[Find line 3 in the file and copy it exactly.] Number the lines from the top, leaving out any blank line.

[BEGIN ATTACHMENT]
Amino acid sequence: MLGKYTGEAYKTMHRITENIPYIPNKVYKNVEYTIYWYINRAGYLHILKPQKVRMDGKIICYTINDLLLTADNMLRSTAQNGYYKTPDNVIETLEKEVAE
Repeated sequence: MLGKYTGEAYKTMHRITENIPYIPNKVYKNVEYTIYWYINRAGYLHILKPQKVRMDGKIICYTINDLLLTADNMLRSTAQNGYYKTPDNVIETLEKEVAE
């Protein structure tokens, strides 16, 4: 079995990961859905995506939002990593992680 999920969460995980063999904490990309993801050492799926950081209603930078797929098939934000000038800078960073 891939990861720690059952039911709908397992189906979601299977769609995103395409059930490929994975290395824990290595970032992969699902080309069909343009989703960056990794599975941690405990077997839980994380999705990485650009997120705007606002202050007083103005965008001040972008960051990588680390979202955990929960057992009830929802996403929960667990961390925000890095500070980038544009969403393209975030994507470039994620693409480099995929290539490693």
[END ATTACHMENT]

């Protein structure tokens, strides 16, 4: 079995990961859905995506939002990593992680 999920969460995980063999904490990309993801050492799926950081209603930078797929098939934000000038800078960073 891939990861720690059952039911709908397992189906979601299977769609995103395409059930490929994975290395824990290595970032992969699902080309069909343009989703960056990794599975941690405990077997839980994380999705990485650009997120705007606002202050007083103005965008001040972008960051990588680390979202955990929960057992009830929802996403929960667990961390925000890095500070980038544009969403393209975030994507470039994620693409480099995929290539490693």